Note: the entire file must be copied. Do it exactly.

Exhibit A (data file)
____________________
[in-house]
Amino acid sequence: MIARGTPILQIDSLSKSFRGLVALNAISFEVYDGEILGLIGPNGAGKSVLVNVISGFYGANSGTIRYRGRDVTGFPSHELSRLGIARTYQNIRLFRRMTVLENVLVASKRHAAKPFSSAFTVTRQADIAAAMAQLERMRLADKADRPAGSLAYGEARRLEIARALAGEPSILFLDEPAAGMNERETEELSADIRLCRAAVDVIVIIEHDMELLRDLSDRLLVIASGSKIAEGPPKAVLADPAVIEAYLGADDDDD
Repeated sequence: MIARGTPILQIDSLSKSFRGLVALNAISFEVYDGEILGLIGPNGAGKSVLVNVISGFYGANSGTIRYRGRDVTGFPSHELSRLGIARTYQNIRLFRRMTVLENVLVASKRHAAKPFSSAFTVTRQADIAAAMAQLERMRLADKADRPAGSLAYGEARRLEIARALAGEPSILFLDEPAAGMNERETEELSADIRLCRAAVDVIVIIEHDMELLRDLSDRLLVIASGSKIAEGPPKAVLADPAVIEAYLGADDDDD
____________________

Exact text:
[in-house]
Amino acid sequence: MIARGTPILQIDSLSKSFRGLVALNAISFEVYDGEILGLIGPNGAGKSVLVNVISGFYGANSGTIRYRGRDVTGFPSHELSRLGIARTYQNIRLFRRMTVLENVLVASKRHAAKPFSSAFTVTRQADIAAAMAQLERMRLADKADRPAGSLAYGEARRLEIARALAGEPSILFLDEPAAGMNERETEELSADIRLCRAAVDVIVIIEHDMELLRDLSDRLLVIASGSKIAEGPPKAVLADPAVIEAYLGADDDDD
Repeated sequence: MIARGTPILQIDSLSKSFRGLVALNAISFEVYDGEILGLIGPNGAGKSVLVNVISGFYGANSGTIRYRGRDVTGFPSHELSRLGIARTYQNIRLFRRMTVLENVLVASKRHAAKPFSSAFTVTRQADIAAAMAQLERMRLADKADRPAGSLAYGEARRLEIARALAGEPSILFLDEPAAGMNERETEELSADIRLCRAAVDVIVIIEHDMELLRDLSDRLLVIASGSKIAEGPPKAVLADPAVIEAYLGADDDDD